The average conversion rate on retailer websites sits in the low- to mid-single digits. In comparison, the average conversion rate in off-line stores is over 60%.
Closing this gap could represent one of the largest sources of growth opportunity for retailers today, and yet our work with retailers suggests they are not focusing on the crucial ingredients to make it happen.
Retailers have a secret sauce that many multi-category online retailers don’t: high quality, experienced merchants who are on the front lines and understand what their customers want. This is “human intelligence,” a critical component that retailers need to tap into. It’s not just about massive data sets that characterises Big Data today. Don’t get me wrong—Big Data is critical. But don’t forget about human intelligence as well.
The problem is that these experienced merchants (human intelligence) have not shifted enough of their mindset or resources to drive website sales or performance. To unlock the conversion potential online, retailers need a much deeper involvement from these merchants. In too many retailers, the most talented merchants are focused on store-based initiatives.
Let’s focus on what a great set of merchants could do to dramatically improve internal and external site search. In the past several years, retailers have moved beyond text-based search boxes and into “parametric” or “attribute-based” search on their websites. The reason is simple. One box search delivers results using basic text input from the consumer. However, at this basic level, results feel like a “here’s everything” display as opposed to what the customer really wants. Type in a search such as “black cocktail dress,” for example, and often times the site will return windows of dresses, some black, some not, and a mix of styles, price points, and looks. None of which are all that helpful to find that “perfect dress.”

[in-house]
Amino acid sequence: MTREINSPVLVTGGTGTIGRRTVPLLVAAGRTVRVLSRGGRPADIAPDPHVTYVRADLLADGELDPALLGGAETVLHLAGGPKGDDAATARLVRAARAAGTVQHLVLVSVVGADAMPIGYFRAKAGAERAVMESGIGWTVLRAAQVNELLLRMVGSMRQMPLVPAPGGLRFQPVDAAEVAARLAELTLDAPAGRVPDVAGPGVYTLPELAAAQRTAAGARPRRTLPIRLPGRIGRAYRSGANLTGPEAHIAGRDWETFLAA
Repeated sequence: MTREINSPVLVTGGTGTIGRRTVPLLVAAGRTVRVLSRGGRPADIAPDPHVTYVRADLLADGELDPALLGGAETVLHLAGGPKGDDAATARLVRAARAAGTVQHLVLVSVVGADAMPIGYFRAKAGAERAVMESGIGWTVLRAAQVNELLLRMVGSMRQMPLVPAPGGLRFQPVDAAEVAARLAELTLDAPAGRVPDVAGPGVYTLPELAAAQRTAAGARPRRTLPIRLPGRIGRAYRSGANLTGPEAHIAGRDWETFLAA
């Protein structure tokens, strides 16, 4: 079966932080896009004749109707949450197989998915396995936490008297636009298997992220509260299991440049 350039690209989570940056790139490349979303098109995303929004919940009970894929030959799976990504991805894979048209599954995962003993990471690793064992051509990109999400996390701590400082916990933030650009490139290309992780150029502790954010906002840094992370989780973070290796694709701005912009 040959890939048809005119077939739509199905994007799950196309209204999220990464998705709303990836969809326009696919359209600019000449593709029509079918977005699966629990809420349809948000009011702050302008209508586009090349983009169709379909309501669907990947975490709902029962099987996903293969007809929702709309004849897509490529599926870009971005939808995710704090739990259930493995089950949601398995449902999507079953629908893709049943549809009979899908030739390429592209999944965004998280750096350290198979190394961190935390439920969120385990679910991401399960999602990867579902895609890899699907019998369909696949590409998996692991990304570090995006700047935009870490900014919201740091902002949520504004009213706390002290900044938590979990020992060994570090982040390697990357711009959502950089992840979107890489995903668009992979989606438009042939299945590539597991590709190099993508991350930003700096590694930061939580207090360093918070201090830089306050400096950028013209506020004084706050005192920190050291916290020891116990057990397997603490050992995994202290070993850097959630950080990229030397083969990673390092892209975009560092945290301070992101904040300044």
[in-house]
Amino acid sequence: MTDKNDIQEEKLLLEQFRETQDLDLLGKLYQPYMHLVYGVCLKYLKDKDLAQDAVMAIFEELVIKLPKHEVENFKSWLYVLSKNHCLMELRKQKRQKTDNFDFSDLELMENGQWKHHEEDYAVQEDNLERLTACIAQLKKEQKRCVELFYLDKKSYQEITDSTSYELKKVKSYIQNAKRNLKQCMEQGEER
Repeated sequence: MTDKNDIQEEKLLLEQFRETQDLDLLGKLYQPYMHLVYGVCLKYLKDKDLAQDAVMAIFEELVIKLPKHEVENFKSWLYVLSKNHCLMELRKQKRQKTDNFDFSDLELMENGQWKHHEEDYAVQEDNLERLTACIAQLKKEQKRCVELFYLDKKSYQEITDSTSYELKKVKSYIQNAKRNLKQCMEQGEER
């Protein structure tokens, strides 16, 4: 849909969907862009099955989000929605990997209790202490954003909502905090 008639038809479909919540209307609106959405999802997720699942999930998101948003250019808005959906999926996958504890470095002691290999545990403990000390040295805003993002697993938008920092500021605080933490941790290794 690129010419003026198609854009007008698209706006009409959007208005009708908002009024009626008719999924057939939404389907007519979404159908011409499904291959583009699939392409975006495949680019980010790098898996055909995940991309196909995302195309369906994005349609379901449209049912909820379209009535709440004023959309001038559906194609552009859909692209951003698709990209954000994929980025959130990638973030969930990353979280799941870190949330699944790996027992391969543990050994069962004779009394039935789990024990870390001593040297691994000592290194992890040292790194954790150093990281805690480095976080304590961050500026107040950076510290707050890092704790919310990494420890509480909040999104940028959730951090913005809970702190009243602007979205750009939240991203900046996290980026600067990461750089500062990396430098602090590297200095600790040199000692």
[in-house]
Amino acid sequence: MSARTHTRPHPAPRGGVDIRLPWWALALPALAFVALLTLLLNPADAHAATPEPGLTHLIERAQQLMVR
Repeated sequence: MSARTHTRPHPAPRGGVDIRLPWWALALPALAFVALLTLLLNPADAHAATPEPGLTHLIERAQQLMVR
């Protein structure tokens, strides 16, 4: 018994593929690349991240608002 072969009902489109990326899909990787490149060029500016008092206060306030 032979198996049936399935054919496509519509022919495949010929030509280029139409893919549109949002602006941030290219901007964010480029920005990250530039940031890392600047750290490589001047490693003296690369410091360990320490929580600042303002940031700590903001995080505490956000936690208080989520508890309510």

“Parametric” search was the next step forward and provided ways for shoppers to narrow product choices by product attributes. That’s a big step forward, of course. But to improve on today’s approach, retailers and merchants should make the investment to go well beyond today’s typical attributes on the left side of the page.
Rather than the average five or six product specs (price range, colour, size, category, fit), retailers should expand to literally 20 or 30 attributes and incorporate things like consumer lifestyle, interests, tastes, etc. We call this “Product DNA.” Getting to this next level requires a deeper merchant “voice” and includes merchandising concepts such as “good, better, best,” or “modern, traditional, transitional.” For example, for the same black cocktail dress search, she can now add attributes, like modern or traditional, hi-cut, low-cut, material thickness, patterns, etc. to narrow down to the things she cares most about.
The upside of getting this right is significant in terms of converting browsing to buying, as well as upselling and cross-selling as well as better knowledge of the customer.
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